10. Operational needs

    Operational needs Well-Known Member

    You go girl with your bad self! Who said women we're the weaker sex???? I'll be praying for you.
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  11. FrigidFTSup

    FrigidFTSup Resident Suit

    If you're as good as you claim I'd bend over backwards to get you in a position where you'd be less physically hurting. Good, hard working PTers are rare. Talk to your management team and see if they can get you in a better spot. It may not happen, but it's worth a shot.
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  12. sailfish

    sailfish Well-Known Member

    She could open up a storefront on Amazon or eBay.
  13. crazycatlady

    crazycatlady New Member

    Hehe. It's not quite that simple. TN affects about 3% of the world population and qualifying for disability is almost impossible if that is your only diagnosis. Besides, I'd go nuts sitting at home not working.
  14. crazycatlady

    crazycatlady New Member

    Possibly if I find I am no longer able to load.
  15. crazycatlady

    crazycatlady New Member

    I actually like the physical aspect of the job. That's why I get so frustrated when I need help.
  16. crazycatlady

    crazycatlady New Member

    Thanks for the input so far everyone. I do have alot of support from not just management but from the people who work closest to me. They know how much pain I am in as they have seen me break down in tears, still loading boxes while sobbing. I've never been one to sit idle. I've worked since I was able to get a job at 16. I'm mid 30's now and while I do have a few scars, aches and pains I push through. I admit I have a high pain tolerance, but this illness makes me feel like such a damn sissy.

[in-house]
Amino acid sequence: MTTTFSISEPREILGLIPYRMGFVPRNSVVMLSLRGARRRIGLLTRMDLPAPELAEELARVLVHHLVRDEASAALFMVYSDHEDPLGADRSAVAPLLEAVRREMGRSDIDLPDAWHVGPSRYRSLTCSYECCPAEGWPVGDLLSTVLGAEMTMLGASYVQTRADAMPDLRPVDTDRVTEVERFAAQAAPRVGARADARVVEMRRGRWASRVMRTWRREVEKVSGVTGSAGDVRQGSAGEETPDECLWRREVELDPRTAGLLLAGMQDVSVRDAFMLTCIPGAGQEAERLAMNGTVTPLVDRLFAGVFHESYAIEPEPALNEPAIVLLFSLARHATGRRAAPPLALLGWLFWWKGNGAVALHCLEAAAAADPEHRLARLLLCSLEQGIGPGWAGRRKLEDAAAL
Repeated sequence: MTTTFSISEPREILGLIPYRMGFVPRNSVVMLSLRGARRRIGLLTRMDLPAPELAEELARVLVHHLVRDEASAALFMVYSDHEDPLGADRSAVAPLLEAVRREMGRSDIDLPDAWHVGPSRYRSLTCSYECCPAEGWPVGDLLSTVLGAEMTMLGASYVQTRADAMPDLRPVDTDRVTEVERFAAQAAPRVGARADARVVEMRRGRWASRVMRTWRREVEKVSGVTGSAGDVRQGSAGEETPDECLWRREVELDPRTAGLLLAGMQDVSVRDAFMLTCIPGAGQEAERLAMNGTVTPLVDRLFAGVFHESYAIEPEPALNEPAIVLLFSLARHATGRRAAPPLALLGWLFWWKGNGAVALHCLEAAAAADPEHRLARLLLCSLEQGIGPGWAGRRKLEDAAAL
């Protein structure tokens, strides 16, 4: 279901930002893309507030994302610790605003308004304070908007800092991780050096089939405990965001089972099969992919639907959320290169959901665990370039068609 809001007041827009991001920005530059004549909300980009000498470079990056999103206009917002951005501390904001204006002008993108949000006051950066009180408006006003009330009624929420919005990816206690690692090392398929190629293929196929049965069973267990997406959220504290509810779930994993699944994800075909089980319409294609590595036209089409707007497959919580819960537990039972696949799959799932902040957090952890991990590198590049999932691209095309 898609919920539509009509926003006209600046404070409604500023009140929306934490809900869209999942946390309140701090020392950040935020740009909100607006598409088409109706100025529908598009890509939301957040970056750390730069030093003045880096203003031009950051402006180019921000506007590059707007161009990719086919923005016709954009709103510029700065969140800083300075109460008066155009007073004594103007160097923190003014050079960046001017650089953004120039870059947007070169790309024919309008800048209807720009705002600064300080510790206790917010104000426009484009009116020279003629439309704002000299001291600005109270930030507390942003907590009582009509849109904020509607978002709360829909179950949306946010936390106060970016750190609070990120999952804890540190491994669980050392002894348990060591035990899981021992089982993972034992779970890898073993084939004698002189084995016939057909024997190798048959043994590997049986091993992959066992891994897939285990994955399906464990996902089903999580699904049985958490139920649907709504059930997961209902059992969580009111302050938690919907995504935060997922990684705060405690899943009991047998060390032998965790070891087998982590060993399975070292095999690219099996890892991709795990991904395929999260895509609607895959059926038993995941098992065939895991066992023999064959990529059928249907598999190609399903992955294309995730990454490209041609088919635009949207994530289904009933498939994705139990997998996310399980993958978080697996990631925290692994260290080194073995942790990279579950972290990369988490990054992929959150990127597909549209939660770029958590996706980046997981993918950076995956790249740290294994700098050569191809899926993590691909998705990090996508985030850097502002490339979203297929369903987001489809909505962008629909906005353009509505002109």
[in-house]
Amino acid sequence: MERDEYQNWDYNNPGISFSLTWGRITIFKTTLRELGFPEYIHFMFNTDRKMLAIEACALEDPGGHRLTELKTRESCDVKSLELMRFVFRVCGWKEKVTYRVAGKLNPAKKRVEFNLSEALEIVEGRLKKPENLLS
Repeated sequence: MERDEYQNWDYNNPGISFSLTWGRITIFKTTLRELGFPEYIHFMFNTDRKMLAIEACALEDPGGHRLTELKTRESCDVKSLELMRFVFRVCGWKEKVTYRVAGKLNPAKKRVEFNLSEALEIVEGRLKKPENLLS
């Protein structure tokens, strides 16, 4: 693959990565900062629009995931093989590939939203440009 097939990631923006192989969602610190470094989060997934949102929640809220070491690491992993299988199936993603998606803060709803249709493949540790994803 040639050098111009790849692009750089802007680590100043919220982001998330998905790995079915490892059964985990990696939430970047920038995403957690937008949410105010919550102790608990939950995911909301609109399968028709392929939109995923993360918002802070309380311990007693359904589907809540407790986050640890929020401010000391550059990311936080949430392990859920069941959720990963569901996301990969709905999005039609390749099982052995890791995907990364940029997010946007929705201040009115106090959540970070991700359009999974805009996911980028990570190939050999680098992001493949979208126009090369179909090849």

I can't use FMLA as I've already taken my 3 months this year for hand surgery to repair a torn tendon. The day I came back from that I was hugged by just about everyone I came across. They were glad to have me back and I was glad to be back.

    I'm fairly new to my diagnosis, (March of this year) so I am still learning. I'm sure once we get the meds figured out to control the pain without knocking me on my ass or turning me into a zombie I will be ok. I am in an online support group for this illness on facebook, and have learned alot of coping skills to help me through. As well as things that help and things that can make it worse.
    As far as women being weaker than men, I disagree. We just have to work harder to get the same stuff done. I'm no girly girl so I don't mind getting in there and getting it done by any means necessary. I can't stand chicks who play the gender card. Those videos of little old ladies still kicking ass, that is totally going to be me one day. :rockon:

    I've had about 5 hours sleep in the last 48 hours, so I am going to get some sleep after I stuff my face.

    And Badpal, gentle hugs and prayers to your cousin!
  17. What state r u in, have u tried Medical Marijuana?
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  18. burrheadd

    burrheadd Superstar

    How many cats do you have
    Crazy cat lady
  19. bleedinbrown58

    bleedinbrown58 mouth breathers...everywhere

    The physical aspects of loading....regardless of your recent diagnosis can and will ruin you physically. The human body wasn't meant to lift and carry thousands of pounds everyday. I'm in my mid 30's and loaded for almost a decade. Screw the ups workout....if you can get yourself moved to small sort...take it! I wish I had sooner, I have a chronic tear in my Achilles from stemming from loading and a comp injury a few years ago....I'll need surgery to fix it. Small sort is a vacation compared to loading.....and you can always join a gym.
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  20. crazycatlady

    crazycatlady New Member

    At the moment just 3. 2 orange tabby boys and a long haired black female that I rescued.